Exclusive textile designs by New York–based visual artist Marcie Bronkar and San Francisco–based textile designer Seema Krish are the latest additions to Hunter Douglas’ Design Studio line of side panels, drapery, roller shades, and roman shades. Inventive patterns and textural details—rendered in styles ranging from intricate embroideries to semi-opaque fabrics—bring new infusions of global dimension and historical depth to the brand’s sophisticated line of window treatments.
Influenced by her upbringing in Mumbai, Seema Krish’s work focuses on handcraft and holds a contemporary lens to the vibrant motifs and techniques of traditional Indian textiles. The designer looked to nature and drew on the aesthetics of block printing and embroidery, in particular, to create her new patterns for Hunter Douglas.
"They can be used by themselves or effortlessly layered together," Krish says of the seven designs in the collection. Her Floret fabric, for instance, is inspired by traditional shibori dye techniques and blooms with bold, flowerlike geometry. Intersection is influenced by the interplay of yarns in weaving, and its hazy, painterly lines echo the foggy weather of the designer’s hometown. Waves, which mimics the ebb and flow of ocean tides, flows with a repeating V-shaped pattern. "The hope is to spark a memory of travel or a distant culture while bringing quiet beauty to our living environments," says Krish.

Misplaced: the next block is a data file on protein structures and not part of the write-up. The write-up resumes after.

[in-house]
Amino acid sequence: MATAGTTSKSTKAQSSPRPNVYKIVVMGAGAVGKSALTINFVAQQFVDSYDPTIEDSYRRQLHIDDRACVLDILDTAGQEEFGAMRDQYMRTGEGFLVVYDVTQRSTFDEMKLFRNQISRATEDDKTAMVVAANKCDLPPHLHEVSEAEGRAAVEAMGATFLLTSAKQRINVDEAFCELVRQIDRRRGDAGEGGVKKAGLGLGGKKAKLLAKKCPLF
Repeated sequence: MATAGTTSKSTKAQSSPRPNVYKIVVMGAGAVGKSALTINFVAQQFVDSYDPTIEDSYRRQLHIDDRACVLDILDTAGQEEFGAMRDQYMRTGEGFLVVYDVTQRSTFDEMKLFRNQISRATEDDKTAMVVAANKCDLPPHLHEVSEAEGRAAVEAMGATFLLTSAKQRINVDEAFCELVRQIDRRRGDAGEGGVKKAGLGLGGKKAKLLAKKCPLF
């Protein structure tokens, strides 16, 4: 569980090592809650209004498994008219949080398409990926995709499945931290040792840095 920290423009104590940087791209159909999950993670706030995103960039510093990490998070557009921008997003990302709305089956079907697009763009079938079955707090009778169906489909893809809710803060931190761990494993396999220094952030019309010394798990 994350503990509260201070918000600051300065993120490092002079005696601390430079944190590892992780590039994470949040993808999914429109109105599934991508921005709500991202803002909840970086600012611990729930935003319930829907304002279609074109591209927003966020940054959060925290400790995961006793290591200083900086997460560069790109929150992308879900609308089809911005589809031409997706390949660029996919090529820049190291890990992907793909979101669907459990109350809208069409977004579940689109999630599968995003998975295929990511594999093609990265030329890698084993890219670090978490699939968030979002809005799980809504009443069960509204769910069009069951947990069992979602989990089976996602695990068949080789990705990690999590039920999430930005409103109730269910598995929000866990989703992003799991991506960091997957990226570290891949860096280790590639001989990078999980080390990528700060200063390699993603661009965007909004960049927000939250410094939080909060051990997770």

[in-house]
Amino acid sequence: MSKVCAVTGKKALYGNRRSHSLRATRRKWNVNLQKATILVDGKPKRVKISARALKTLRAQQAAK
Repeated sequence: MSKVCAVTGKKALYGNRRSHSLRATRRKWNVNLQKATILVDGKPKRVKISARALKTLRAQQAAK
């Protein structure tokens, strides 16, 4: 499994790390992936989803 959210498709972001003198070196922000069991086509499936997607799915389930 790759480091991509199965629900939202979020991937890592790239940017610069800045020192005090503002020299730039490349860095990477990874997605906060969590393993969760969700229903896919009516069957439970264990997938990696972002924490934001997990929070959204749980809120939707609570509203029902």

A self-described "modern traditionalist," Marcie Bronkar takes inspiration from historical art and design to create her lively patterns. For her Hunter Douglas collection, Bronkar says she relied on the premise that "natural light can and will enhance the texture and dimension of these textiles when brought into the home."
Bronkar’s standout designs include Lily, a pretty floral pattern derived from an original work on paper; Grand Fleur, which features embroidered patterns inspired by Bronkar’s personal collection of 17th-century Venetian vestments and shawls; Laurel, derived from a favorite ceramic piece the artist found in Mexico City; and Oleander, which is a wonderful ode to paisley. "I love creating patterns that find their way throughout a home as the owner sees fit," says Bronkar.
Both collections coordinate with Hunter Douglas’ existing lines while creating new design possibilities. Ron Rubinoff, President of Hunter Douglas Window Designs Group, notes, "It’s an incredibly exciting moment for Hunter Douglas. We are certain that these artists’ aesthetics and our wider Design Studio line will resonate with consumers as they seek out inspired designs to complete the look of their windows."
Learn more about Hunter Douglas and its window treatment solutions for the home at hunterdouglas.com.
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